“I’d really like you to meet with the new hire. She comes highly recommended and we are lucky to have hired her..”
“Well, she really needs some help with pencil skills.”
“How can she be an excellent teacher if she can’t use a pencil?”
I already knew the usual responses to this question:
- She is from a school that didn’t use pencils
- “Seasoned” teachers like her didn’t learn to use a pencil in their teacher preparation courses at university.
- She is so busy being an excellent teacher that she just hasn’t had time to learn to worry about “basic stuff” like pencils.
“She comes to us highly recommended by her previous school.”
“Her previous school praised her for her lack of skills?”
“Of course not. That school is not a 1:1 pencil school like ours, so we really cannot blame her for her low pencil skills. She is a seasoned professional who comes to us with lots of qualifications and experience.”
“Did you explain to her that we are a 1:1 pencil school? That every student and teacher on our campus is expected to use the pencils we provide them to improve teaching and learning?”
It felt weird saying that. I know that pencils alone don’t change behavior and attitudes, don’t suddenly provide us with knowledge and insights. It’s what we can learn to do with pencils, slowly and through consistent, deliberate application that will allow us to truly excel at what we do.
“She says that she saw that on our website when she applied for the position. We told her that she will be issued a Dixon-Ticonderoga pencil when she arrives here in August but she told us that all of previous pencil experience is with Faber-Castell pencils. We reassured her that these days pencils have many common features and that her skills should be transferable.”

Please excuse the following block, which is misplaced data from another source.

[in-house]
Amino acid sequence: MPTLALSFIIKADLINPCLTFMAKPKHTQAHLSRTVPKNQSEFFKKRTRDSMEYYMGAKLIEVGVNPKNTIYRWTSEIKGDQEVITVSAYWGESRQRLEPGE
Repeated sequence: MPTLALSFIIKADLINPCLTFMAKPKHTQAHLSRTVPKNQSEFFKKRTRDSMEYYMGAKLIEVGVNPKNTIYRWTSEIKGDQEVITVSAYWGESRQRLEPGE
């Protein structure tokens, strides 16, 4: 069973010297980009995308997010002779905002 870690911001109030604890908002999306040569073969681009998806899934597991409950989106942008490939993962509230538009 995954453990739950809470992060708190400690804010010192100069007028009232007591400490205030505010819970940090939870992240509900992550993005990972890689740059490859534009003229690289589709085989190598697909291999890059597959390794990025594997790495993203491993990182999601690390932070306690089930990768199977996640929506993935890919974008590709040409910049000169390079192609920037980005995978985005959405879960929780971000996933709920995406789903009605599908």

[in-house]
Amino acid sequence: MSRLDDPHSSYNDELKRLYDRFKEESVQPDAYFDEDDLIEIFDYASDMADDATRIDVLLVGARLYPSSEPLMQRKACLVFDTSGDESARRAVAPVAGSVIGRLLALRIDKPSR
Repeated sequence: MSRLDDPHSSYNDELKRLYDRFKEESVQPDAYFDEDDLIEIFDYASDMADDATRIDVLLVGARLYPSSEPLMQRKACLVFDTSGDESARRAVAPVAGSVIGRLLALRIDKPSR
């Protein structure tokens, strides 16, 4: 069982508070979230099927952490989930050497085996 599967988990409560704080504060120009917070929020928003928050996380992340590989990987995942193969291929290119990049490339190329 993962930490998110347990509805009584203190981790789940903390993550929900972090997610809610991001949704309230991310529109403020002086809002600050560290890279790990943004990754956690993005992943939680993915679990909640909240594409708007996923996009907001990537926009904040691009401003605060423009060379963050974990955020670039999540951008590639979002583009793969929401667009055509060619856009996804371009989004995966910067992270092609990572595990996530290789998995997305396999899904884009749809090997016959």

“That’s true, but you cannot transfer skills that you do not have.”
“This is where you come in: We told her that we have excellent support here at our school. We told her that you provide hands-on training for individuals and small groups, that you are available for one-to-one help, that you can even visit her classes to see how she teaches and where she might be able to integrate pencils into her lessons.”
All of these things we true, of course, but something was bothering me.
“Didn’t her previous school also provide training and support for pencil integration?”
“Of course, why?”